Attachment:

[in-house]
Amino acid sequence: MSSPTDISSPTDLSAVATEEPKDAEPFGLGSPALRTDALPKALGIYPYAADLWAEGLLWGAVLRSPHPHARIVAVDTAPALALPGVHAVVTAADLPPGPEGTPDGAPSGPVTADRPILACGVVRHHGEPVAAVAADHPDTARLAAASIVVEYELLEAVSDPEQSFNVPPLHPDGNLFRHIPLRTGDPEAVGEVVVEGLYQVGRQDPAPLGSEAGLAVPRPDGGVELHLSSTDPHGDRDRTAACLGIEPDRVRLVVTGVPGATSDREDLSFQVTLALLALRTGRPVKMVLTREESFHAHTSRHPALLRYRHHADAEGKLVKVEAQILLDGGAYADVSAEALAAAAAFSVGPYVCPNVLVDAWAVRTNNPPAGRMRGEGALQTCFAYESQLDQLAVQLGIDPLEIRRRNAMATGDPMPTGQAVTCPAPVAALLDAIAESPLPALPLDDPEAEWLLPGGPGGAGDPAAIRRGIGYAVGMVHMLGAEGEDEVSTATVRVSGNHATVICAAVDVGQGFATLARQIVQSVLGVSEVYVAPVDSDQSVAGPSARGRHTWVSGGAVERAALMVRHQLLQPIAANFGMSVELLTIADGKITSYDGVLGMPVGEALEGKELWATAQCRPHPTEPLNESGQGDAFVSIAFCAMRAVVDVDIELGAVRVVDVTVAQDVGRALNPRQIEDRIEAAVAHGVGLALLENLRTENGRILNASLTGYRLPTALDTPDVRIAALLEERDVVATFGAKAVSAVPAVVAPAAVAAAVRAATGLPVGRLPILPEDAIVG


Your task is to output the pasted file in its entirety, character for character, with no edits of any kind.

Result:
[in-house]
Amino acid sequence: MSSPTDISSPTDLSAVATEEPKDAEPFGLGSPALRTDALPKALGIYPYAADLWAEGLLWGAVLRSPHPHARIVAVDTAPALALPGVHAVVTAADLPPGPEGTPDGAPSGPVTADRPILACGVVRHHGEPVAAVAADHPDTARLAAASIVVEYELLEAVSDPEQSFNVPPLHPDGNLFRHIPLRTGDPEAVGEVVVEGLYQVGRQDPAPLGSEAGLAVPRPDGGVELHLSSTDPHGDRDRTAACLGIEPDRVRLVVTGVPGATSDREDLSFQVTLALLALRTGRPVKMVLTREESFHAHTSRHPALLRYRHHADAEGKLVKVEAQILLDGGAYADVSAEALAAAAAFSVGPYVCPNVLVDAWAVRTNNPPAGRMRGEGALQTCFAYESQLDQLAVQLGIDPLEIRRRNAMATGDPMPTGQAVTCPAPVAALLDAIAESPLPALPLDDPEAEWLLPGGPGGAGDPAAIRRGIGYAVGMVHMLGAEGEDEVSTATVRVSGNHATVICAAVDVGQGFATLARQIVQSVLGVSEVYVAPVDSDQSVAGPSARGRHTWVSGGAVERAALMVRHQLLQPIAANFGMSVELLTIADGKITSYDGVLGMPVGEALEGKELWATAQCRPHPTEPLNESGQGDAFVSIAFCAMRAVVDVDIELGAVRVVDVTVAQDVGRALNPRQIEDRIEAAVAHGVGLALLENLRTENGRILNASLTGYRLPTALDTPDVRIAALLEERDVVATFGAKAVSAVPAVVAPAAVAAAVRAATGLPVGRLPILPEDAIVG